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View Diary: Declaring War on Fossil Fuel (71 comments)

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  •  so true (5+ / 0-)

    but the one thing to remember about Germany is that it didn't happen overnight. You could say that it took 30 years from when the Green Party first got elected to the Bundestag and a lot of citizen activism until the ideas became mainstream enough for the conservatives to embrace them. But that's exactly what we need to do in this country, keep pushing and building the movement until it becomes totally radical not to jump on the bandwagon.

    So while the top down WW2 example in John's diary is one example of mobilizing a country, I do think he bottom up movement is more likely what's going to happen here and what has a chance of succeeding. We'll just make them do it!

    Can't make it to Washington D.C. on 2/17? Check for a Forward on Climate Solidarity Rally near you!

    by citisven on Thu Feb 14, 2013 at 09:51:20 AM PST

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    •  Top down, bottom up or sideways I don't (8+ / 0-)

      care how it happens as long as it does as it has in Germany.  The point of this diary is that if and when we as a collective people make up our minds to do something we can accomplish miracles on short order.  To all those out there that think the fight for climate sanity is lost, that there is no reason to try, our WWII experience should remind us that it is not.  

      If we really want to straighten out all this crap we really need to think about shit - Holy Shit.

      by John Crapper on Thu Feb 14, 2013 at 09:59:18 AM PST

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    •  this is important to remember. (4+ / 0-)
      Recommended by:
      DawnN, John Crapper, Calamity Jean, ybruti

      When I was young, we marched against places like Grohnde, or Gorleben, or Wackersdorf or Brokdorf. Those names signify nuclear power plants (that was what it was about in the 1970s). As citisven says, looking back, that is where the Energiewende began. Why were we successful? Because we, as amovement, did not shy away from violence. While we were never a violent movement, we made a stand when the state commited violence upon us, and we forced the state to do so to protect the traditional owner´s interests at all those sites. We would have dismantled those sites if there had been no police standing in front of us. I realize that conditions in the US are vastly different and that what led to a government changing its stance in our case, could easily lead to a bloodbath in another case. Politics is risk taking. "Make them do it" has to imply the willingess to suffer pain, and to inflict pain, and the actual execution of it. Otherwise nothing will happen.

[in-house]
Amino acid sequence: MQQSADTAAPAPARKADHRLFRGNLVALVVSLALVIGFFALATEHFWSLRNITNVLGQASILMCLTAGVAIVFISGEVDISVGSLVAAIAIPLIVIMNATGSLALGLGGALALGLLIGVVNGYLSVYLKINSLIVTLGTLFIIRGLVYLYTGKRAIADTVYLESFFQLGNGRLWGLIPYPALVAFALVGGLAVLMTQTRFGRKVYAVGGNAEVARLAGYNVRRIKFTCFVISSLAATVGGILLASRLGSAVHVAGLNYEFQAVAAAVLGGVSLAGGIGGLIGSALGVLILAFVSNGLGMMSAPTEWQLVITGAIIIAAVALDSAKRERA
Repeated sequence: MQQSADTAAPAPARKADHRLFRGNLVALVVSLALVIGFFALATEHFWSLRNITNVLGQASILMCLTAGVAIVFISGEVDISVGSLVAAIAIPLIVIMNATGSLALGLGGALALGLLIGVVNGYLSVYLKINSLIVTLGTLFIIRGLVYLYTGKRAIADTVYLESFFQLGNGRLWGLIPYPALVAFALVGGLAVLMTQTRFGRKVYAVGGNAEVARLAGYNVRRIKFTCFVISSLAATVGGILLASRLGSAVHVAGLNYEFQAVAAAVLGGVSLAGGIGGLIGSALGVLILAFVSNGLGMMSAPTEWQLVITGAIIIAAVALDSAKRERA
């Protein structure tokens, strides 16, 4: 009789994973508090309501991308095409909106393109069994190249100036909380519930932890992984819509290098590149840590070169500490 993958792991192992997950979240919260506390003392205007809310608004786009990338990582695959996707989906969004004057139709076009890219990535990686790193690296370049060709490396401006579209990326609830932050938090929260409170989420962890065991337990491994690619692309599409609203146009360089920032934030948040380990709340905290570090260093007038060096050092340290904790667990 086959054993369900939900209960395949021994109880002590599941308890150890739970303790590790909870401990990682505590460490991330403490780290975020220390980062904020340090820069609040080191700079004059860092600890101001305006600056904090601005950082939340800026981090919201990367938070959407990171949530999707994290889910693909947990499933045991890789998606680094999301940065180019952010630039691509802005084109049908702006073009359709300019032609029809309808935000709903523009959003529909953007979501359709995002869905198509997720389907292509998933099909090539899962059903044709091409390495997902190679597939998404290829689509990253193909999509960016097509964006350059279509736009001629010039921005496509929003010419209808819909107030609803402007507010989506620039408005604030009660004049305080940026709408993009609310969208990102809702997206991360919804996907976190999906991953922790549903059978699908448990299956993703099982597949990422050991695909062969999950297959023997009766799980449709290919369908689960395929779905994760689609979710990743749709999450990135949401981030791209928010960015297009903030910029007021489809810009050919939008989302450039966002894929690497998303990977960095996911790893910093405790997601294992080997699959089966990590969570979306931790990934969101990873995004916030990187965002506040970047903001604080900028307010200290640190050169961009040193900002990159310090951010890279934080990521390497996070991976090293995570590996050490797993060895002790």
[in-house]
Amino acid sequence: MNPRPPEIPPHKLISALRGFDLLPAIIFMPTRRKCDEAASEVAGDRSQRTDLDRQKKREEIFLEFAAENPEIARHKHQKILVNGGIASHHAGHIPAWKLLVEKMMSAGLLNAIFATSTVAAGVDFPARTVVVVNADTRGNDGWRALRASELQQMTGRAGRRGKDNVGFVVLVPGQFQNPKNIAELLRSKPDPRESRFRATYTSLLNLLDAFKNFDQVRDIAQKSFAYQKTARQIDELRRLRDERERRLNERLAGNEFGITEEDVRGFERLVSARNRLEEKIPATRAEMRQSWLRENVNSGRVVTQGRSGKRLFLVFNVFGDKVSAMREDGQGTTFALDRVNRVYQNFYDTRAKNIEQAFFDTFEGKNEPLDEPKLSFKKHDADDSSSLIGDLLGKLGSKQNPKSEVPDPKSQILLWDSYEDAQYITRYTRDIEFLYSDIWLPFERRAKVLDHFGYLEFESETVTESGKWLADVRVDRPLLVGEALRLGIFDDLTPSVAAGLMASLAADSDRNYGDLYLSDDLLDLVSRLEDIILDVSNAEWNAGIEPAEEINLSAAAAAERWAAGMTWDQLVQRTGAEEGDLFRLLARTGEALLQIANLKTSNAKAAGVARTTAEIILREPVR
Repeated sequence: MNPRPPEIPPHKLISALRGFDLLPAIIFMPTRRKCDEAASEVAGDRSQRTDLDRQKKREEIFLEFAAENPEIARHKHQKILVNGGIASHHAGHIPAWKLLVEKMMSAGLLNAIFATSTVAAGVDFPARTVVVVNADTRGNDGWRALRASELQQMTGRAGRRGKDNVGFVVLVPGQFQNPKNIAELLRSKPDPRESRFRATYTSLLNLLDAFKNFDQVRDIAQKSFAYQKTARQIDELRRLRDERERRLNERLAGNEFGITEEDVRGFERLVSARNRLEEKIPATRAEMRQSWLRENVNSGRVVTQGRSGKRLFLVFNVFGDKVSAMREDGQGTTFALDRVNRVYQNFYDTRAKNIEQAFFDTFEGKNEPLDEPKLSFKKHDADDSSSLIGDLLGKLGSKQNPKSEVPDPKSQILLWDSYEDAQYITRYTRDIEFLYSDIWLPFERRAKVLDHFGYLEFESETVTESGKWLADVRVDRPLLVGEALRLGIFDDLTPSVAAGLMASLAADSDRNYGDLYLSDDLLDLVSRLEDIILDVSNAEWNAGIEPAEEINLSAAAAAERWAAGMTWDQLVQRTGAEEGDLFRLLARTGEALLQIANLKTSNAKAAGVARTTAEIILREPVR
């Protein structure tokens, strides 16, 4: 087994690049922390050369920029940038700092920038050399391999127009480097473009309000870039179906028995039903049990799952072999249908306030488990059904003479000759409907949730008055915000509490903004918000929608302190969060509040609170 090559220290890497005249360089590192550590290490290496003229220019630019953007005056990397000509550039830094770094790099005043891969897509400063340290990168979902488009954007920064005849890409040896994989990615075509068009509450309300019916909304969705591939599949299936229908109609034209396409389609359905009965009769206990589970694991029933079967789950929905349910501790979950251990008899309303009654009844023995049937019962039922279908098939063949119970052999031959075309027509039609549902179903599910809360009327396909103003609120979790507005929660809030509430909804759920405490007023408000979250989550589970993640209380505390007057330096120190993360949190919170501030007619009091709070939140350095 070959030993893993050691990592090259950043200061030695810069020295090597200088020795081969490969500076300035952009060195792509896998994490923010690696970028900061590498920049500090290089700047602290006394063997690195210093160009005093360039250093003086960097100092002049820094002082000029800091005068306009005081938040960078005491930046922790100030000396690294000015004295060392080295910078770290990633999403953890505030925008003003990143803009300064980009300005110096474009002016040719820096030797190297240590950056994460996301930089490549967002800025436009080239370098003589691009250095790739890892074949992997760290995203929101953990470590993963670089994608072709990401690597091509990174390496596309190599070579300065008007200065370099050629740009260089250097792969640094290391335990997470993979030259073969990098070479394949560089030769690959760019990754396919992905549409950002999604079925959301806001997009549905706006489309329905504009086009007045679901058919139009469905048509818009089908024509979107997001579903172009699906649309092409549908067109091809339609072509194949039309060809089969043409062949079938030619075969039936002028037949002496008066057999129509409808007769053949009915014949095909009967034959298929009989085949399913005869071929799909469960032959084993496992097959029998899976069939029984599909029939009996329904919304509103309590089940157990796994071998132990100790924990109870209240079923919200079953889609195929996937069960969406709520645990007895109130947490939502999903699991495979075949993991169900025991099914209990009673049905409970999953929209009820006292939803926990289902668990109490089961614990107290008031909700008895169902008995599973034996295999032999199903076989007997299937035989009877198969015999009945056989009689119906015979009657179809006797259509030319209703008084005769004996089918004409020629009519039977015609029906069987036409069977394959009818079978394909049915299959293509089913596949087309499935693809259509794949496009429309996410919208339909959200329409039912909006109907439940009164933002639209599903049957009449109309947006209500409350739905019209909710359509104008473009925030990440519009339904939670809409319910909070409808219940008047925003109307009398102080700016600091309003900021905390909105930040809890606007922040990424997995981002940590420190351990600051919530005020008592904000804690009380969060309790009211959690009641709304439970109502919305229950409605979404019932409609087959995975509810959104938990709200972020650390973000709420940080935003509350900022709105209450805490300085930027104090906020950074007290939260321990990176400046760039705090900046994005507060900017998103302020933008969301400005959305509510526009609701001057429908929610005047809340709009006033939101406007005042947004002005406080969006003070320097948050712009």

•  While I was stationed in Vietnam I became an (6+ / 0-)

        active member of the Vietnam Veterans Against the War.  It was risky to be in theatre and publicly against the war.  I had a colonel pull his 45 on me in front of witnesses threatening to kill me because I caused an investigation be conducted on our unit.  He was later relieved of command.  

        When I protested against the war upon my return I remember guns sticking out of helicopters watching our every move as we captured and secured the observation deck of city hall in protest of the war.  

        Effective protest action involves risk!  The powerful don't relinquish their control easily.

        If we really want to straighten out all this crap we really need to think about shit - Holy Shit.

        by John Crapper on Thu Feb 14, 2013 at 02:59:47 PM PST

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